In the House and Senate, the proposal, which the media called Medicare, received strong support from a new cohort of Democrats including Richard Bolling, of Missouri, and Hubert Humphrey, of Minnesota, whose numbers had been steadily growing since the 1946 election and exploded in the 1958 midterms. They were a new generation of Northern liberals who, while slightly younger than Forand and King, had been deeply influenced by the New Deal and were committed to extending its benefits in areas like health care, civil rights, and education. In their minds, the economy was booming, so the U.S. could afford to have the federal government alleviate all kinds of social problems that, until then, had been ignored. They were aligned with Walter Reuther, the president of the United Automobile Workers, who said to the program’s critics that it was time to “quit fighting ideological windmills and deal with basic human needs.”
Organized labor, a powerful player in American politics at this time, when thirty per cent of the workforce was unionized, threw its support behind Medicare. Labor leaders cheered when Massachusetts Senator John Kennedy announced his support for Medicare during his 1960 Presidential campaign against Richard Nixon. Kennedy was no radical, but he believed that health care was one area where the government needed to have an expanded role. Kennedy saw the revised health-care bill as attractive in principle, as well as fiscally responsible, because workers would pay for the benefits that they would eventually receive.
On August 14, 1960, Kennedy visited Hyde Park to celebrate, with Eleanor Roosevelt, the twenty-fifth anniversary of Social Security, and he used the occasion to promote Medicare. The program was desperately needed in “every city and town, every hospital and clinic, every neighborhood and rest home in America—wherever our older citizens live out their lives in want and despair under the shadow of illness,” the candidate said.
Despite his reputation for being dispassionate about domestic policy, Kennedy, as President, authorized an all-out public-relations effort in support of Medicare. While there were many areas of policy, like civil rights, where Kennedy avoided action for fear that congressional conservatives would kill his ideas, the President believed that the bill stood a decent chance of passing, because so many voters loved their Social Security.
On May 20, 1962, the President delivered a spirited address at a rally in Madison Square Garden, with more than seventeen thousand people in attendance and many more watching on television. “The fact of the matter is that what we are now talking about doing, most of the countries of Europe did years ago,” Kennedy said. “The British did it thirty years ago. We are behind every country, pretty nearly, in Europe, in this matter of medical care for our citizens.”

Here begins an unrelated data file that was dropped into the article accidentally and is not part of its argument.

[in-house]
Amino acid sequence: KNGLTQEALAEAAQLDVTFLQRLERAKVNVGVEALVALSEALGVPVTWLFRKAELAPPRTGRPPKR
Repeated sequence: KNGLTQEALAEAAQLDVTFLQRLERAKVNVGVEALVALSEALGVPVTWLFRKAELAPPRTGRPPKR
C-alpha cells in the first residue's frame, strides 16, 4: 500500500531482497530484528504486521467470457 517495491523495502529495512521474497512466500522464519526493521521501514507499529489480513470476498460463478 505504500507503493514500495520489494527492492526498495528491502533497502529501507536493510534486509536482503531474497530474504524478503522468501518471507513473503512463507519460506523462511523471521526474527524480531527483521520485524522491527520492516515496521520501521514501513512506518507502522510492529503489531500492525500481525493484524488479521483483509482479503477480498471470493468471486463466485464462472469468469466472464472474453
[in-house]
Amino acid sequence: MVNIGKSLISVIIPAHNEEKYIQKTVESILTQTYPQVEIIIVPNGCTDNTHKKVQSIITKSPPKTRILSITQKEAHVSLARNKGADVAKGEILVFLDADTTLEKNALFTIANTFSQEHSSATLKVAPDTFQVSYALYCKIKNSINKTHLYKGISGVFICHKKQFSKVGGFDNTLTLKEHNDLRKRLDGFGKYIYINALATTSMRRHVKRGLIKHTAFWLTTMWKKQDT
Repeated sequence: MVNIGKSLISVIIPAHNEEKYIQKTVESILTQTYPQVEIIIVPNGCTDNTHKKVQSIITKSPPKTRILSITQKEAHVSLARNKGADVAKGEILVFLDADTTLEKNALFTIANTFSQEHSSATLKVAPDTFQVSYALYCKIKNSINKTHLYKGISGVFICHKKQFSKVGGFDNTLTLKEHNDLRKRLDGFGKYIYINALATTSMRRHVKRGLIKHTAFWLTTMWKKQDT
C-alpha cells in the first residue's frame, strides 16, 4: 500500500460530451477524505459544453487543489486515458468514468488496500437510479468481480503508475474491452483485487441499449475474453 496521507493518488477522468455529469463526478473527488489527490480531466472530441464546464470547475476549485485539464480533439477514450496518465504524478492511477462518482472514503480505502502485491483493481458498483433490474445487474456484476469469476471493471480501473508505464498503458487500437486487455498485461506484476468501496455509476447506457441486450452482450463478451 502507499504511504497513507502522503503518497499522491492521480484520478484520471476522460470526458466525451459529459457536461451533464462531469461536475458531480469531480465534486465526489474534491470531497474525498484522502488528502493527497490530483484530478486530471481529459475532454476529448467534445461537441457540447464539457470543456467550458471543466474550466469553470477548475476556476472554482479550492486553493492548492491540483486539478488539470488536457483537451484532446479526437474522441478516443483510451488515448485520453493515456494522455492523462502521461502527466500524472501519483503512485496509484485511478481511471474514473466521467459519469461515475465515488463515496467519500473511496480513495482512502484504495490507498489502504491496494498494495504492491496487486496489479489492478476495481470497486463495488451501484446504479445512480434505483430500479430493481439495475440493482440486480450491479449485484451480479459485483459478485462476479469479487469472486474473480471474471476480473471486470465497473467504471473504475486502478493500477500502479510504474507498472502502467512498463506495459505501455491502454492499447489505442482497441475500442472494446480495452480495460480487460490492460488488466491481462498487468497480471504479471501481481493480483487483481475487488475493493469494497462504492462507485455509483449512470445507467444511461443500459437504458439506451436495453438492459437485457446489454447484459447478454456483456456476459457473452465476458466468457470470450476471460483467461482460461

The A.M.A. launched an aggressive campaign in opposition to the President. Edward Annis, the president of the A.M.A., delivered a televised response to Kennedy’s address: Medicare would “put the government smack into your hospital.” A new A.M.A. political-action committee offered campaign support to candidates who opposed the bill. The A.M.A. women’s auxiliary launched Operation Coffee Cup, in which doctors’ wives hosted living-room discussions about the dangers of socialized medicine. Ronald Reagan produced a record to be played at these events, “Ronald Reagan Speaks Out Against Socialized Medicine,” in which he warned that “one of the traditional methods of imposing statism or socialism on a people has been by way of medicine.” The A.M.A. also had strong allies, such as the insurance lobby, which preferred to work behind the scenes to combat the bill.
In the House of Representatives, A.M.A. officials were counting on Wilbur Mills, an Arkansas Democrat and the chairman of the Ways and Means Committee. At five foot eight and a hundred and eighty pounds, with slicked-back hair and thin silver-rimmed glasses, Mills didn’t look like a congressional giant, but he was a key player in the insular world of tax and security experts. A graduate of Hendrix College, in Arkansas, he had attended Harvard Law School and was rumored to spend evenings reading the tax code. He had lived with his wife in the same modest apartment, near the National Zoo, for almost twenty-five years, and was renowned for his grasp of abstruse fiscal issues.
This article was originally published in the New Yorker on February 15, 2015 and written by Julian Zelizer.